Portland’s new ordinance declaring marijuana possession by adults to be legal within city limits takes effect on Friday, and city officials are trying to prevent the type of celebration that took place on election night.
The new ordinance allows adults to possess marijuana in Portland city limits, but prohibits people from using it in public.
Gabe Souza / Staff Photographer
Belly dancer Whitley “Nabintu” Marshall dances as proponents of Portland’s Yes on One celebrate at Brian Boru in Portland on Nov. 5. Police, city officials and proponents of legalization want to clarify the ordinance.
John Patriquin/2013 Press Herald file
Several proponents celebrated the lopsided passage of the ordinance by smoking a foot-long joint outside a downtown bar.
“We certainly hope people respect the ordinance,” said City Councilor David Marshall, a member of the Portland Green Independent Committee, which spearheaded the legalization effort. “The ordinance clearly says you can’t do it in public.”
At 6:30 p.m. on Thursday evening, the Portland Greens will hold an informal panel discussion in the State of Maine room at City Hall to clear the air about what the ordinance says and how it interacts with state and federal laws, which prohibit possession of marijuana for recreational purposes.
Invited panelists include Marshall, Mayor Michael Brennan, City Manager Mark Rees, the American Civil Liberties Union and attorney Murrough O’Brien, according to a press release.
The public is invited to ask questions about how the ordinance will be enacted.
On Nov. 5, 67 percent of Portland voters supported legalizing possession of up to 2.5 ounces of marijuana for adults age 21 and older. The ordinance allows adults to possess marijuana in public, but prohibits people from using it in public. It is still illegal under city ordinance to buy or sell marijuana and landlords can still prohibit smoking marijuana in their apartments.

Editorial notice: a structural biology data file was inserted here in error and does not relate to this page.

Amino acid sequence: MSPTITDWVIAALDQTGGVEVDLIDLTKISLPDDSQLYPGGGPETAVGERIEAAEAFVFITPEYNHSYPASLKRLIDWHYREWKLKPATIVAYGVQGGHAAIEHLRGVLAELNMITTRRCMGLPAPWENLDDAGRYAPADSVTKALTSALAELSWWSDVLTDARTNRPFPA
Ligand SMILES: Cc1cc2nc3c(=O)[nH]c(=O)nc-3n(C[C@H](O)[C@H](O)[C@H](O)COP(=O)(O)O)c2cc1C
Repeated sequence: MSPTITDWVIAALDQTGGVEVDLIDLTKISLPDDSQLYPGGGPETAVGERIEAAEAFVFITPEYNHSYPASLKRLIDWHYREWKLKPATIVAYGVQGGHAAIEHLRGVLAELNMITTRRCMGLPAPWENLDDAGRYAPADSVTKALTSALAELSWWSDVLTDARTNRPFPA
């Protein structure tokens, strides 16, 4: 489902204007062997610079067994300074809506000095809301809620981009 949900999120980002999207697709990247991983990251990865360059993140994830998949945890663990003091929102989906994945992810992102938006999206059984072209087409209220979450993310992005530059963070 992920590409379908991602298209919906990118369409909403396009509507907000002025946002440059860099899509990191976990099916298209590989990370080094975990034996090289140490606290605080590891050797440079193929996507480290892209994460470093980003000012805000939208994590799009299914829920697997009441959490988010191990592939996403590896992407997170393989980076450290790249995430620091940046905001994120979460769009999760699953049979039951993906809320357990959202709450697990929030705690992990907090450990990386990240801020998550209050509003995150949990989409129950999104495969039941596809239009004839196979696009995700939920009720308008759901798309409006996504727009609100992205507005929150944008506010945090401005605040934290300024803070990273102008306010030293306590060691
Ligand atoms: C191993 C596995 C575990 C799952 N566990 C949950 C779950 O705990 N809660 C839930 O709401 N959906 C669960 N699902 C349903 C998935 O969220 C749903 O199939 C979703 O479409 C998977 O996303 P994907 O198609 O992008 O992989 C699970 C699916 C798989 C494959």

Marijuana is illegal under federal law. Medicinal marijuana is allowed under state law and Maine is one of 16 states that have decriminalized possession of certain amounts of marijuana. That means someone caught possessing less than 2.5 ounces is subject to a civil summons and fine, unless it is packaged for sale or being furnished, in which case it becomes a criminal offense.
Police Chief Michael Sauschuck has said police will continue enforcing the state law, since it supersedes local ordinances.
The marijuana cases represent a small fraction of the more than 85,000 calls for service a year to the Portland Police Department.
From July 2012 to July 2013, police issued 54 summonses for marijuana possession. During the previous year, 68 summonses were issued.
Since July, 20 marijuana-related citations have been issued. Nearly half – four citations for marijuana possession and four for possession of paraphernalia – have been issued since the ordinance was passed in November.
Marshall said he’d like to see the department follow the example being set in Jackson, Mich., which also legalized marijuana in November. There, law enforcement officials have said they will respect the ordinance and not punish people for possessing marijuana on private property.
Marshall said police should only enforce state law when someone is not in compliance with the city ordinance.
“We still think there is a middle ground to make sure the state law is upheld while respecting the ordinance,” he said.
Marshall described the election night celebration as “unfortunate” and noted it was quickly ended by the campaign and staff at Brian Boru, where the election party was held.
City Manager Mark Rees was not available Wednesday to talk about the city’s enforcement plan.
Randy Billings can be contacted at 791-6346 or at: